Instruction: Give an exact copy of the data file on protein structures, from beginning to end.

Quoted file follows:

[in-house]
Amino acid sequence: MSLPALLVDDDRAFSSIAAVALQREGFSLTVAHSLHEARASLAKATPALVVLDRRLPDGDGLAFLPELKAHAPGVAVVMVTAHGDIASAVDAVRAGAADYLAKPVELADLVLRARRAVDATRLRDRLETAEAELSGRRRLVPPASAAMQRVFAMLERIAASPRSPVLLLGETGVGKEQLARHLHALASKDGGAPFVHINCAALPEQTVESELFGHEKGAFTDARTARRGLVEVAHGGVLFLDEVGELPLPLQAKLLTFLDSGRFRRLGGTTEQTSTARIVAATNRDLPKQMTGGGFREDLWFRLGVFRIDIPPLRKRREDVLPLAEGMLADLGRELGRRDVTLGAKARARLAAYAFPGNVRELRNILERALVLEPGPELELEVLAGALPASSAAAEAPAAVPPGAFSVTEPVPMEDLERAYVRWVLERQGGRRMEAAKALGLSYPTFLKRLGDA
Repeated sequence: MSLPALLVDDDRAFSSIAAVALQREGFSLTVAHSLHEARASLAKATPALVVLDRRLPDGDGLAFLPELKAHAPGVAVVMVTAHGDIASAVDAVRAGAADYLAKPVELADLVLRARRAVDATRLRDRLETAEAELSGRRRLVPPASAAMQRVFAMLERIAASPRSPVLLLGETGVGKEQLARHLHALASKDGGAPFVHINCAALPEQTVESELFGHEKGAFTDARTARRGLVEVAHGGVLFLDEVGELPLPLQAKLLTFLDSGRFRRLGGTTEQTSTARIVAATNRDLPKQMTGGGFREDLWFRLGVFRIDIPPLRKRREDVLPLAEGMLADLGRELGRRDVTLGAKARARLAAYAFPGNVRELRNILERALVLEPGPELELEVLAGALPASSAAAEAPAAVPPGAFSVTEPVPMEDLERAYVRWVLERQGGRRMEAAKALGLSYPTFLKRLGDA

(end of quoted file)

[in-house]
Amino acid sequence: MSLPALLVDDDRAFSSIAAVALQREGFSLTVAHSLHEARASLAKATPALVVLDRRLPDGDGLAFLPELKAHAPGVAVVMVTAHGDIASAVDAVRAGAADYLAKPVELADLVLRARRAVDATRLRDRLETAEAELSGRRRLVPPASAAMQRVFAMLERIAASPRSPVLLLGETGVGKEQLARHLHALASKDGGAPFVHINCAALPEQTVESELFGHEKGAFTDARTARRGLVEVAHGGVLFLDEVGELPLPLQAKLLTFLDSGRFRRLGGTTEQTSTARIVAATNRDLPKQMTGGGFREDLWFRLGVFRIDIPPLRKRREDVLPLAEGMLADLGRELGRRDVTLGAKARARLAAYAFPGNVRELRNILERALVLEPGPELELEVLAGALPASSAAAEAPAAVPPGAFSVTEPVPMEDLERAYVRWVLERQGGRRMEAAKALGLSYPTFLKRLGDA
Repeated sequence: MSLPALLVDDDRAFSSIAAVALQREGFSLTVAHSLHEARASLAKATPALVVLDRRLPDGDGLAFLPELKAHAPGVAVVMVTAHGDIASAVDAVRAGAADYLAKPVELADLVLRARRAVDATRLRDRLETAEAELSGRRRLVPPASAAMQRVFAMLERIAASPRSPVLLLGETGVGKEQLARHLHALASKDGGAPFVHINCAALPEQTVESELFGHEKGAFTDARTARRGLVEVAHGGVLFLDEVGELPLPLQAKLLTFLDSGRFRRLGGTTEQTSTARIVAATNRDLPKQMTGGGFREDLWFRLGVFRIDIPPLRKRREDVLPLAEGMLADLGRELGRRDVTLGAKARARLAAYAFPGNVRELRNILERALVLEPGPELELEVLAGALPASSAAAEAPAAVPPGAFSVTEPVPMEDLERAYVRWVLERQGGRRMEAAKALGLSYPTFLKRLGDA